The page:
Mr. Cole

I do not want to make a debating point of it, and I can only think that the hon. Member was not listening to me with the attention he normally gives to speakers. I said that we preserve in the Christian ethic the hating of the sin, whilst loving the sinner. If, in hating the sin, I am committing another sin, I regret it, but I still hate the sin, and I think that the majority of people feel the same way.

My right hon. Friend the Home Secretary used three points to show why he did not feel that we in this House should be called on at present—and I hope that we never shall be called upon—to implement Part Two in law. Perhaps I may put the points in a rising crescendo of importance as follows. First of all, he did not think the public at large would like the suggestion that this House was condoning homosexual conduct. That is very true. Then he went further and said that it would be an offence to the moral sense of the majority of the public. I believe in the moral sense of the majority of the public. I believe that when the House of Commons or any other legislature is in some doubt as to how far it should move, it is a pretty safe plan to rest on the majority feeling from the point of view of morals. I certainly am quite prepared to do that.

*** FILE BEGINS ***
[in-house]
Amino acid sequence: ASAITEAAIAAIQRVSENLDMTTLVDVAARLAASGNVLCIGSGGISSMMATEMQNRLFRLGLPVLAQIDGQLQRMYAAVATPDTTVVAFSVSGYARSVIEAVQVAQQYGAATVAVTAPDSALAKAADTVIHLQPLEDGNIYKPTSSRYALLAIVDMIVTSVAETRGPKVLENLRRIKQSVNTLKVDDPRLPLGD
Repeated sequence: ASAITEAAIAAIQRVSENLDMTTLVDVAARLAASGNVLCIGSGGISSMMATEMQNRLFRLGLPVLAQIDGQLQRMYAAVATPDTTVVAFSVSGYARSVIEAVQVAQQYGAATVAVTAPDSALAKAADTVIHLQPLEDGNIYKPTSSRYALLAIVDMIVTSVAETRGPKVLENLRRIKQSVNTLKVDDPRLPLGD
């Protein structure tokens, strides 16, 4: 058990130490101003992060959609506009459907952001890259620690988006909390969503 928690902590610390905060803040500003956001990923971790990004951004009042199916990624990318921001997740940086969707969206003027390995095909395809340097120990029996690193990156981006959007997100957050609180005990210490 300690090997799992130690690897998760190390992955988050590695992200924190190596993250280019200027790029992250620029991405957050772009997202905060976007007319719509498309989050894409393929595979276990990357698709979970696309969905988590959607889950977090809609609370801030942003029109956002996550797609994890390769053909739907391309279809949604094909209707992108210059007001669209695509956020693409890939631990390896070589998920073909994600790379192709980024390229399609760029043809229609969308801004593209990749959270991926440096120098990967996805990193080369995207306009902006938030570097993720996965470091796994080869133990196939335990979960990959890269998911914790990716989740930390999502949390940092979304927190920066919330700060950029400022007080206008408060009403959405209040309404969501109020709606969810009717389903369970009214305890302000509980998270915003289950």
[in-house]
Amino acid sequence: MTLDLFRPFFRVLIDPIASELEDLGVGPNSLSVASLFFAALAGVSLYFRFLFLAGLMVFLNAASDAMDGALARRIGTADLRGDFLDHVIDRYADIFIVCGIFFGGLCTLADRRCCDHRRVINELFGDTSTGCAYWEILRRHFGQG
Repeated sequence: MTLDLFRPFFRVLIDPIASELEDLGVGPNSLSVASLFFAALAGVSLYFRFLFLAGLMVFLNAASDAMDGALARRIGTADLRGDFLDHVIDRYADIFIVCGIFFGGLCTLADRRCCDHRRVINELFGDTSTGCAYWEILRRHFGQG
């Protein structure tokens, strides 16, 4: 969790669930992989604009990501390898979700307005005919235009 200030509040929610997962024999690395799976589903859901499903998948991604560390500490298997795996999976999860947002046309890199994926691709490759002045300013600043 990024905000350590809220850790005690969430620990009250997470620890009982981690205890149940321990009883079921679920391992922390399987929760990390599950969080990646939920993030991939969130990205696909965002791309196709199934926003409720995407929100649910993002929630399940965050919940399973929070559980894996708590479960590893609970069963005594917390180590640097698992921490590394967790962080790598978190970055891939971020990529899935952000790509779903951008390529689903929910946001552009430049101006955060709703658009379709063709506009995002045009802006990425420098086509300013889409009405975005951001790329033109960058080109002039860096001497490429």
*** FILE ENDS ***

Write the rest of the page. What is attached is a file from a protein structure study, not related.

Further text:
The third point was that if the practice of allowing this kind of act to take place in private was not regarded any longer as a crime, the group might tend to draw in others to its society. I think that is an understatement of the position which might possibly arise. I wonder if the public at large who know about this Report have visualised a number of places where this practice, even on its present scale without spreading, might be taking place and known to be taking place—as it were, a society within a society—and, despite the condemnation of the public at large, the State having no power to intervene.